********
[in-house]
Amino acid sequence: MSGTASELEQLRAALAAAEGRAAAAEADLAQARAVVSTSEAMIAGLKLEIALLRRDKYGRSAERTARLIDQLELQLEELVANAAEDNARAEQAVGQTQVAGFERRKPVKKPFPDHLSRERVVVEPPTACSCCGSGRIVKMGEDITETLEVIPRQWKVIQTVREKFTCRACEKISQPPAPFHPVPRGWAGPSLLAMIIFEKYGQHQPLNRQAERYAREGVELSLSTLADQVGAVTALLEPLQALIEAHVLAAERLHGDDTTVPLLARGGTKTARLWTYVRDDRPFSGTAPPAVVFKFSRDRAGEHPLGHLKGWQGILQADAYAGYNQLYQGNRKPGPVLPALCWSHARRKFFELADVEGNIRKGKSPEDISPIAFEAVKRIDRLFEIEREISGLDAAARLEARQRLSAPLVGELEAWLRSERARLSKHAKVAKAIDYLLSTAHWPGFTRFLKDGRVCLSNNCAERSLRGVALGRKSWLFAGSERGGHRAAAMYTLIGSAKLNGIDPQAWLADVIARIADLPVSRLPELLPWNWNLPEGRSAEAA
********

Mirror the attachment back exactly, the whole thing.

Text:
[in-house]
Amino acid sequence: MSGTASELEQLRAALAAAEGRAAAAEADLAQARAVVSTSEAMIAGLKLEIALLRRDKYGRSAERTARLIDQLELQLEELVANAAEDNARAEQAVGQTQVAGFERRKPVKKPFPDHLSRERVVVEPPTACSCCGSGRIVKMGEDITETLEVIPRQWKVIQTVREKFTCRACEKISQPPAPFHPVPRGWAGPSLLAMIIFEKYGQHQPLNRQAERYAREGVELSLSTLADQVGAVTALLEPLQALIEAHVLAAERLHGDDTTVPLLARGGTKTARLWTYVRDDRPFSGTAPPAVVFKFSRDRAGEHPLGHLKGWQGILQADAYAGYNQLYQGNRKPGPVLPALCWSHARRKFFELADVEGNIRKGKSPEDISPIAFEAVKRIDRLFEIEREISGLDAAARLEARQRLSAPLVGELEAWLRSERARLSKHAKVAKAIDYLLSTAHWPGFTRFLKDGRVCLSNNCAERSLRGVALGRKSWLFAGSERGGHRAAAMYTLIGSAKLNGIDPQAWLADVIARIADLPVSRLPELLPWNWNLPEGRSAEAA